Question about Uechi ryu's katas

punisher73

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I was looking around on another thread about the differences between Goju and Uechi. I discovered that they both share three of the same kata.

During my reading/looking around the web I also found out that originally there were only three kata in Uechi-Ryu; those being Sanchin, Seisan, and Sanseiru.

Some of the stuff I have read stated the following about the additional 5 katas being added (kanshiwa, Kanshu, Seichin, Seiryu, Kanchin)

1) The founder didn't stay long enough to learn the other katas so he only had three to base his system on.
2) The founder thought that everything that was needed was in those 3 katas and that was why he only had three.
3) The other katas were added to "round out" the curriculum and fill in the some needed areas.
4) The other katas were added to give the students more material to learn so they wouldn't get bored with only 3 kata.

Which of these theories do you support if you are a student of Uechi Ryu? I don't think that all of them are mutually exclusive either.
 

arnisador

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Some of the stuff I have read stated the following about the additional 5 katas being added (kanshiwa, Kanshu, Seichin, Seiryu, Kanchin)
[...]
3) The other katas were added to "round out" the curriculum and fill in the some needed areas.
4) The other katas were added to give the students more material to learn so they wouldn't get bored with only 3 kata.

I used to study this system, many years ago. My understanding is that the original Chinese system may have had a fourth form that he didn't stay long enough to learn. No one knows for sure as Pangainoon is long since extinct. My understanding is that after the founder's death his son added the other five kata to round out the system, including by adding in some of his father's favorite techniques/combos that weren't explicitly in the other kata; to give the students more material; and, to better conform with the other Okinawan arts, which generally had at least 8 empty-hand kata.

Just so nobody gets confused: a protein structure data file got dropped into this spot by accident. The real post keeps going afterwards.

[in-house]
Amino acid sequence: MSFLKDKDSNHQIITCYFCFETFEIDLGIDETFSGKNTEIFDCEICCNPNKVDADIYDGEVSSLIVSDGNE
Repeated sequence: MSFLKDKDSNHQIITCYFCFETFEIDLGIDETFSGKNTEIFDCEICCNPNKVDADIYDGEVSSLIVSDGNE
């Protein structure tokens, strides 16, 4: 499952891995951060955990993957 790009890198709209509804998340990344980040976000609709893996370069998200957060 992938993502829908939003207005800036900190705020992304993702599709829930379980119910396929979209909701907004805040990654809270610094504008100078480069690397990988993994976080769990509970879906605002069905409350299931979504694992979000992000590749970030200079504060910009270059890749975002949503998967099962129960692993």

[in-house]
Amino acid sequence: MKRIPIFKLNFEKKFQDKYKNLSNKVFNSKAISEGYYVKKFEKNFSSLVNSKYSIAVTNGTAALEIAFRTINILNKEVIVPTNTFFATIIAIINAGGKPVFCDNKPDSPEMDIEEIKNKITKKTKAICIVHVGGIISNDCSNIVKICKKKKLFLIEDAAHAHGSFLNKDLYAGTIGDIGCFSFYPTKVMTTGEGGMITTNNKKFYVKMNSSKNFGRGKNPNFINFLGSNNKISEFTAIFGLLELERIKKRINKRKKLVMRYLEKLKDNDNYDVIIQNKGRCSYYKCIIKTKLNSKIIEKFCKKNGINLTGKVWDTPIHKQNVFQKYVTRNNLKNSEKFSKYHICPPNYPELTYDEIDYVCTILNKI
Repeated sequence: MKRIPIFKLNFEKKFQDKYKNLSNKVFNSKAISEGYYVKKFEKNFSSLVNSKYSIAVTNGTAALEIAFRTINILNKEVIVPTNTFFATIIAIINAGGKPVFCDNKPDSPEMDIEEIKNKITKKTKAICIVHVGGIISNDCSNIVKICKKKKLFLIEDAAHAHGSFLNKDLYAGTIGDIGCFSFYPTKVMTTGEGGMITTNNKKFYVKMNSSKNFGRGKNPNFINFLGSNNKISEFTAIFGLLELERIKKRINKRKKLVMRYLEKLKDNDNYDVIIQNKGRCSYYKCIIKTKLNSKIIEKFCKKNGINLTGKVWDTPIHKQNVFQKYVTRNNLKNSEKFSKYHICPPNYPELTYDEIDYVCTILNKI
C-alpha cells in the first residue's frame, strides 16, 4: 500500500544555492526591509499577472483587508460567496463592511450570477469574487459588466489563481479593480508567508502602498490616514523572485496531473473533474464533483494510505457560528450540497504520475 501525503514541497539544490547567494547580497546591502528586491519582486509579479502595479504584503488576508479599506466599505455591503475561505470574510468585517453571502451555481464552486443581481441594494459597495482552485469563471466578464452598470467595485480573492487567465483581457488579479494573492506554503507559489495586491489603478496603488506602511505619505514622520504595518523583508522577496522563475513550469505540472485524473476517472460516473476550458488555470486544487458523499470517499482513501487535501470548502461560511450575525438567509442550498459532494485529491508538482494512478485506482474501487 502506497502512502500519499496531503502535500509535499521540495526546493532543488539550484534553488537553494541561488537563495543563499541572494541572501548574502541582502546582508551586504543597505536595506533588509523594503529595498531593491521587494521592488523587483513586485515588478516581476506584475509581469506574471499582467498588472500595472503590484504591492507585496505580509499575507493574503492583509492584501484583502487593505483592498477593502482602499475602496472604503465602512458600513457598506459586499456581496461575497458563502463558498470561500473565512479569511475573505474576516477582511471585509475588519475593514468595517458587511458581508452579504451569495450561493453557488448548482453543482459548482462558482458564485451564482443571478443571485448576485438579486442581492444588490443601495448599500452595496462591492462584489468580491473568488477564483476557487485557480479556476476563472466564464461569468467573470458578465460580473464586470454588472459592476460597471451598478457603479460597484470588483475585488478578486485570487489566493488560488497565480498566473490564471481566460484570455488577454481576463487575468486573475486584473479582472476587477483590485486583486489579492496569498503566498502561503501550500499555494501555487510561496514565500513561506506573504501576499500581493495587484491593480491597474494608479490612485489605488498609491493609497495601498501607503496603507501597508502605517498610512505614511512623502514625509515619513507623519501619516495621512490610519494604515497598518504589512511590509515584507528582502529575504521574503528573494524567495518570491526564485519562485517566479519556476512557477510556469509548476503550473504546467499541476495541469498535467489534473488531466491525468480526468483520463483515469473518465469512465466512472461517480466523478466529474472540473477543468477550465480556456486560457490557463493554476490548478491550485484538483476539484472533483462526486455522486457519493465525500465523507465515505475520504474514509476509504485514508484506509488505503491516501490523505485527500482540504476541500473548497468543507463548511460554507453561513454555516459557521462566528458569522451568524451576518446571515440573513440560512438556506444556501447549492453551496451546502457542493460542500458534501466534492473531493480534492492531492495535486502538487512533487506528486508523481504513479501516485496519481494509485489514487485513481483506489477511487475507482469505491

It's an interesting system that is unlike the other Okinawan styles!
 

Live True

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During my reading/looking around the web I also found out that originally there were only three kata in Uechi-Ryu; those being Sanchin, Seisan, and Sanseiru. [...]Some of the stuff I have read stated the following about the additional 5 katas being added (kanshiwa, Kanshu, Seichin, Seiryu, Kanchin)

1) The founder didn't stay long enough to learn the other katas so he only had three to base his system on.
2) The founder thought that everything that was needed was in those 3 katas and that was why he only had three.
3) The other katas were added to "round out" the curriculum and fill in the some needed areas.
4) The other katas were added to give the students more material to learn so they wouldn't get bored with only 3 kata.

Which of these theories do you support if you are a student of Uechi Ryu? I don't think that all of them are mutually exclusive either.

I'm currently compiling data for my Uechi club's website, so I'm in an unique position to address some of this. I've been pulling information from club history/Uechi history handed down; a PhD Uechi history dissertation by Jon D Mills, who was an interpreter for the 1985 Uechi associations's trip to China and the US; and source material from Sensei George Mattson's book, Uechi Ryu Karate Do. etc.